Graduate studies at Western
British Journal for the Philosophy of Science 62 (4):771-804 (2011)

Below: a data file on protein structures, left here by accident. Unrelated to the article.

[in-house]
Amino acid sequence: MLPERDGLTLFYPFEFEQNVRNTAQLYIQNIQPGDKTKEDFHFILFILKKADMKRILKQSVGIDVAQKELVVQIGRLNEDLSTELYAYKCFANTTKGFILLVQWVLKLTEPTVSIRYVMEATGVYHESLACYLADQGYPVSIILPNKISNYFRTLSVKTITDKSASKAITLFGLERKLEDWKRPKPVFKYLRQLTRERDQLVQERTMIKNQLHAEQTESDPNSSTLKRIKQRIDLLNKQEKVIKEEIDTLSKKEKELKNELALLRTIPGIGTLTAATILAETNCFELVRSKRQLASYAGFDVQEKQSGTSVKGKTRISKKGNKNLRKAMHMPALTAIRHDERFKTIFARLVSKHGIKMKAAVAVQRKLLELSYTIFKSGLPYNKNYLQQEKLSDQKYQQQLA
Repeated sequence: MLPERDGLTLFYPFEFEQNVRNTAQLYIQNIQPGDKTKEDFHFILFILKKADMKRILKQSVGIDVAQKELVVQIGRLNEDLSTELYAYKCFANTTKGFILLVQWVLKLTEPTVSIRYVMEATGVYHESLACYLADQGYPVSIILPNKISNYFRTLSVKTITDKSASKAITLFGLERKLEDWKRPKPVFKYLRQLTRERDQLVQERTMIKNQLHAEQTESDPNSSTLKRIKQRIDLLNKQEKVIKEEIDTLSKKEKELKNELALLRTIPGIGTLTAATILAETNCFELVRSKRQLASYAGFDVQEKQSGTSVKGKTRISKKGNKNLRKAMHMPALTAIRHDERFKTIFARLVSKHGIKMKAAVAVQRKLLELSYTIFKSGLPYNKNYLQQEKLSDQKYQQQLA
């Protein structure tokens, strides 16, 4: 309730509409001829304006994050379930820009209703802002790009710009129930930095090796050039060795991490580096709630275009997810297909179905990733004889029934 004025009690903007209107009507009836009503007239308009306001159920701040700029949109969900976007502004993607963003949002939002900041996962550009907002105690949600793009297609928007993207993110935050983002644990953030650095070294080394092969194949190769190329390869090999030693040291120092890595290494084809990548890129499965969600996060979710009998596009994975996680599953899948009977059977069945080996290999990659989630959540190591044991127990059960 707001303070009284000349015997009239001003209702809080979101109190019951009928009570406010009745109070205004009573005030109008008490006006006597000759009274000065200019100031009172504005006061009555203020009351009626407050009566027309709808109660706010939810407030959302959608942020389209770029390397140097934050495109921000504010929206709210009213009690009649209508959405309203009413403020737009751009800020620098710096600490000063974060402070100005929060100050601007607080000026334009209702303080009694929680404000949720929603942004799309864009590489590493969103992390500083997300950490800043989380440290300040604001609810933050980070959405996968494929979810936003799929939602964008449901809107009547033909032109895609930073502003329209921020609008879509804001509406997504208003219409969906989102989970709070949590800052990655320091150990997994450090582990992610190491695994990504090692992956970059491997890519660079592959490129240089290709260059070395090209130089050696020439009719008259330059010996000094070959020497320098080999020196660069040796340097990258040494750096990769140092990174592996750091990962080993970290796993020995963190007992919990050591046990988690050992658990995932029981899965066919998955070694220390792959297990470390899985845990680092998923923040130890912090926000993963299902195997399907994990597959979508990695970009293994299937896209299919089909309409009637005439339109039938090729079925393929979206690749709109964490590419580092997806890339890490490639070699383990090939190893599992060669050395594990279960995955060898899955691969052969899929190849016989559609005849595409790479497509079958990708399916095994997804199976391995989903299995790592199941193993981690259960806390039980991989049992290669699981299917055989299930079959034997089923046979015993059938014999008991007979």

|Abstract||The ontological status of theories themselves has recently re-emerged as a live topic in the philosophy of science. We consider whether a recent approach within the philosophy of art can shed some light on this issue. For many years philosophers of aesthetics have debated a paradox in the (meta)ontology of musical works (e.g. Levinson ). Taken individually, there are good reasons to accept each of the following three propositions: (i) musical works are created; (ii) musical works are abstract objects; (iii) abstract objects cannot be created. However it seems clear that, if one wants to avoid inconsistency, one cannot commit to all three. Following up recent developments courtesy of Cameron ([2008a]), we consider how one might respond to the corresponding set of propositions in the (meta)ontology of scientific theories|
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